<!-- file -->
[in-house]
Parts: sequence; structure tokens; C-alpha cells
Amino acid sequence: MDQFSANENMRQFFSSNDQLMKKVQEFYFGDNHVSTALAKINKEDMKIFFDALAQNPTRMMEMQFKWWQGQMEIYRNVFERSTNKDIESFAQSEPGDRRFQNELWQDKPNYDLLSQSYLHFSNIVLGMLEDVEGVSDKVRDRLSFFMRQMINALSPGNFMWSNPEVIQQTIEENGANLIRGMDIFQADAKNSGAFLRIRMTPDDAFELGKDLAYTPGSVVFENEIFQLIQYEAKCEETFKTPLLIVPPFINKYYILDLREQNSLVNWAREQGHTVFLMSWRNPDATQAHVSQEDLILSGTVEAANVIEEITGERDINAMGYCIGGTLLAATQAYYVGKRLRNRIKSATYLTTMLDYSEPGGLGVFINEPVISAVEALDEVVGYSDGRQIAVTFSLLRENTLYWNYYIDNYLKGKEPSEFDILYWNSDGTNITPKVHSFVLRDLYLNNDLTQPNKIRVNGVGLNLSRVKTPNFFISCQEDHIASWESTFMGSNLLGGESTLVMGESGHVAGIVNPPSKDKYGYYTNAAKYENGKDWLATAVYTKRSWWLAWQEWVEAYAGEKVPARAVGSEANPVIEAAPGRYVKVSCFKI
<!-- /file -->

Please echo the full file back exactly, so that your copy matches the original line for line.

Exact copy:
[in-house]
Parts: sequence; structure tokens; C-alpha cells
Amino acid sequence: MDQFSANENMRQFFSSNDQLMKKVQEFYFGDNHVSTALAKINKEDMKIFFDALAQNPTRMMEMQFKWWQGQMEIYRNVFERSTNKDIESFAQSEPGDRRFQNELWQDKPNYDLLSQSYLHFSNIVLGMLEDVEGVSDKVRDRLSFFMRQMINALSPGNFMWSNPEVIQQTIEENGANLIRGMDIFQADAKNSGAFLRIRMTPDDAFELGKDLAYTPGSVVFENEIFQLIQYEAKCEETFKTPLLIVPPFINKYYILDLREQNSLVNWAREQGHTVFLMSWRNPDATQAHVSQEDLILSGTVEAANVIEEITGERDINAMGYCIGGTLLAATQAYYVGKRLRNRIKSATYLTTMLDYSEPGGLGVFINEPVISAVEALDEVVGYSDGRQIAVTFSLLRENTLYWNYYIDNYLKGKEPSEFDILYWNSDGTNITPKVHSFVLRDLYLNNDLTQPNKIRVNGVGLNLSRVKTPNFFISCQEDHIASWESTFMGSNLLGGESTLVMGESGHVAGIVNPPSKDKYGYYTNAAKYENGKDWLATAVYTKRSWWLAWQEWVEAYAGEKVPARAVGSEANPVIEAAPGRYVKVSCFKI